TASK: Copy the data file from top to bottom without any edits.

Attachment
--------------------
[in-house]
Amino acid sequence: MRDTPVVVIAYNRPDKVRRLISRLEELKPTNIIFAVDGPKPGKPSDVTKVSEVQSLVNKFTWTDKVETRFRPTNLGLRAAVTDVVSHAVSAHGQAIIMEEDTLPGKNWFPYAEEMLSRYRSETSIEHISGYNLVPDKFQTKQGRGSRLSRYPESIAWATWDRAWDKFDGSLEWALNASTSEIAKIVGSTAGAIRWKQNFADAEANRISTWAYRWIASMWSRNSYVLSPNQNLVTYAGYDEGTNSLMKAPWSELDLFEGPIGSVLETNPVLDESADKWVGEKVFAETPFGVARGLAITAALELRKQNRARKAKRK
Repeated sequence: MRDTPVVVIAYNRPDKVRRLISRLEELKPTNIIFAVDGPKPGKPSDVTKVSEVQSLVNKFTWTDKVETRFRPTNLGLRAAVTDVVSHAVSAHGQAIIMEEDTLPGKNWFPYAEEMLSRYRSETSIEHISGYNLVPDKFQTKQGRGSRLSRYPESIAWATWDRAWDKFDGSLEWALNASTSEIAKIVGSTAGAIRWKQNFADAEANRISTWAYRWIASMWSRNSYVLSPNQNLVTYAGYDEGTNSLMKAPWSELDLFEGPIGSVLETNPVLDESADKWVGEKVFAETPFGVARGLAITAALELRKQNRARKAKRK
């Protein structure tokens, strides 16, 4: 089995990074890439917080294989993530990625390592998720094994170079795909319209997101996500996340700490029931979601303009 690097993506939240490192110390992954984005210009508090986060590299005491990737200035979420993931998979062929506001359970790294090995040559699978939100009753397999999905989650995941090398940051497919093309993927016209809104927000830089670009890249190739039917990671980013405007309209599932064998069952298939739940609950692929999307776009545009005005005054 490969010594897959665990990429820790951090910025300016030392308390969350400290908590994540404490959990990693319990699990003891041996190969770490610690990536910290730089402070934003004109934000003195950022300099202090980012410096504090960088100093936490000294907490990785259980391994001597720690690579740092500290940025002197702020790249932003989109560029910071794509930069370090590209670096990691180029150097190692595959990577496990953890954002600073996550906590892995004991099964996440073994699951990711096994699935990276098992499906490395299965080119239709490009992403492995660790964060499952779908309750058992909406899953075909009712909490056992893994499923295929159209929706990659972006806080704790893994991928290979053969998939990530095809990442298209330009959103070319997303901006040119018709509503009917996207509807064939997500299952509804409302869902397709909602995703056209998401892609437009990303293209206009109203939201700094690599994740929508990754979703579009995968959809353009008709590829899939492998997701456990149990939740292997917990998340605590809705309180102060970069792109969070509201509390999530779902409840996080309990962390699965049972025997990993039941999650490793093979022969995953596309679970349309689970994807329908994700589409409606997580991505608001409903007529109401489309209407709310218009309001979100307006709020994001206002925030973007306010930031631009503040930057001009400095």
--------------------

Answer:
[in-house]
Amino acid sequence: MRDTPVVVIAYNRPDKVRRLISRLEELKPTNIIFAVDGPKPGKPSDVTKVSEVQSLVNKFTWTDKVETRFRPTNLGLRAAVTDVVSHAVSAHGQAIIMEEDTLPGKNWFPYAEEMLSRYRSETSIEHISGYNLVPDKFQTKQGRGSRLSRYPESIAWATWDRAWDKFDGSLEWALNASTSEIAKIVGSTAGAIRWKQNFADAEANRISTWAYRWIASMWSRNSYVLSPNQNLVTYAGYDEGTNSLMKAPWSELDLFEGPIGSVLETNPVLDESADKWVGEKVFAETPFGVARGLAITAALELRKQNRARKAKRK
Repeated sequence: MRDTPVVVIAYNRPDKVRRLISRLEELKPTNIIFAVDGPKPGKPSDVTKVSEVQSLVNKFTWTDKVETRFRPTNLGLRAAVTDVVSHAVSAHGQAIIMEEDTLPGKNWFPYAEEMLSRYRSETSIEHISGYNLVPDKFQTKQGRGSRLSRYPESIAWATWDRAWDKFDGSLEWALNASTSEIAKIVGSTAGAIRWKQNFADAEANRISTWAYRWIASMWSRNSYVLSPNQNLVTYAGYDEGTNSLMKAPWSELDLFEGPIGSVLETNPVLDESADKWVGEKVFAETPFGVARGLAITAALELRKQNRARKAKRK
């Protein structure tokens, strides 16, 4: 089995990074890439917080294989993530990625390592998720094994170079795909319209997101996500996340700490029931979601303009 690097993506939240490192110390992954984005210009508090986060590299005491990737200035979420993931998979062929506001359970790294090995040559699978939100009753397999999905989650995941090398940051497919093309993927016209809104927000830089670009890249190739039917990671980013405007309209599932064998069952298939739940609950692929999307776009545009005005005054 490969010594897959665990990429820790951090910025300016030392308390969350400290908590994540404490959990990693319990699990003891041996190969770490610690990536910290730089402070934003004109934000003195950022300099202090980012410096504090960088100093936490000294907490990785259980391994001597720690690579740092500290940025002197702020790249932003989109560029910071794509930069370090590209670096990691180029150097190692595959990577496990953890954002600073996550906590892995004991099964996440073994699951990711096994699935990276098992499906490395299965080119239709490009992403492995660790964060499952779908309750058992909406899953075909009712909490056992893994499923295929159209929706990659972006806080704790893994991928290979053969998939990530095809990442298209330009959103070319997303901006040119018709509503009917996207509807064939997500299952509804409302869902397709909602995703056209998401892609437009990303293209206009109203939201700094690599994740929508990754979703579009995968959809353009008709590829899939492998997701456990149990939740292997917990998340605590809705309180102060970069792109969070509201509390999530779902409840996080309990962390699965049972025997990993039941999650490793093979022969995953596309679970349309689970994807329908994700589409409606997580991505608001409903007529109401489309209407709310218009309001979100307006709020994001206002925030973007306010930031631009503040930057001009400095």